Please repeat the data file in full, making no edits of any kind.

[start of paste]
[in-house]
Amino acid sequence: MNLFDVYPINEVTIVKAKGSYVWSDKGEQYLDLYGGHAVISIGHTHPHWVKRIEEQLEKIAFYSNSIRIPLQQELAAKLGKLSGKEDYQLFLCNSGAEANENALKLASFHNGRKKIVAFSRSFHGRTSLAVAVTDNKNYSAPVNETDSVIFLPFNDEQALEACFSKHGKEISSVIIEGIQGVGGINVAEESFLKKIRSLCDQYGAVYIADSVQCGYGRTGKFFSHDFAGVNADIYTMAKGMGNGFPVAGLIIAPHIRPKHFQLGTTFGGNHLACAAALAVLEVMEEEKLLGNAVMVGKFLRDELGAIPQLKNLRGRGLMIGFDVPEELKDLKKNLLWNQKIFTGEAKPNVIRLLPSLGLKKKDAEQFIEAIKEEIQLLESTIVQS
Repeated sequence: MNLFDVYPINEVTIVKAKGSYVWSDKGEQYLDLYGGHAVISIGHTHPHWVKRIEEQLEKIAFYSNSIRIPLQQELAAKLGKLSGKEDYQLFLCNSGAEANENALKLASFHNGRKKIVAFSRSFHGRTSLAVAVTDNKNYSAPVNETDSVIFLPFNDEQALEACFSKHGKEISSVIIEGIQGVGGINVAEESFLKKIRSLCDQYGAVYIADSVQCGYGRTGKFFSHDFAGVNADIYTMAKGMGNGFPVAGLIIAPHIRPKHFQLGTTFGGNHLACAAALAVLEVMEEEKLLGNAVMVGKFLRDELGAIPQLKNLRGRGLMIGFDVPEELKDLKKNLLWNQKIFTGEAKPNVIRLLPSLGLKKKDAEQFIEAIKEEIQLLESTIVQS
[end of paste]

[in-house]
Amino acid sequence: MNLFDVYPINEVTIVKAKGSYVWSDKGEQYLDLYGGHAVISIGHTHPHWVKRIEEQLEKIAFYSNSIRIPLQQELAAKLGKLSGKEDYQLFLCNSGAEANENALKLASFHNGRKKIVAFSRSFHGRTSLAVAVTDNKNYSAPVNETDSVIFLPFNDEQALEACFSKHGKEISSVIIEGIQGVGGINVAEESFLKKIRSLCDQYGAVYIADSVQCGYGRTGKFFSHDFAGVNADIYTMAKGMGNGFPVAGLIIAPHIRPKHFQLGTTFGGNHLACAAALAVLEVMEEEKLLGNAVMVGKFLRDELGAIPQLKNLRGRGLMIGFDVPEELKDLKKNLLWNQKIFTGEAKPNVIRLLPSLGLKKKDAEQFIEAIKEEIQLLESTIVQS
Repeated sequence: MNLFDVYPINEVTIVKAKGSYVWSDKGEQYLDLYGGHAVISIGHTHPHWVKRIEEQLEKIAFYSNSIRIPLQQELAAKLGKLSGKEDYQLFLCNSGAEANENALKLASFHNGRKKIVAFSRSFHGRTSLAVAVTDNKNYSAPVNETDSVIFLPFNDEQALEACFSKHGKEISSVIIEGIQGVGGINVAEESFLKKIRSLCDQYGAVYIADSVQCGYGRTGKFFSHDFAGVNADIYTMAKGMGNGFPVAGLIIAPHIRPKHFQLGTTFGGNHLACAAALAVLEVMEEEKLLGNAVMVGKFLRDELGAIPQLKNLRGRGLMIGFDVPEELKDLKKNLLWNQKIFTGEAKPNVIRLLPSLGLKKKDAEQFIEAIKEEIQLLESTIVQS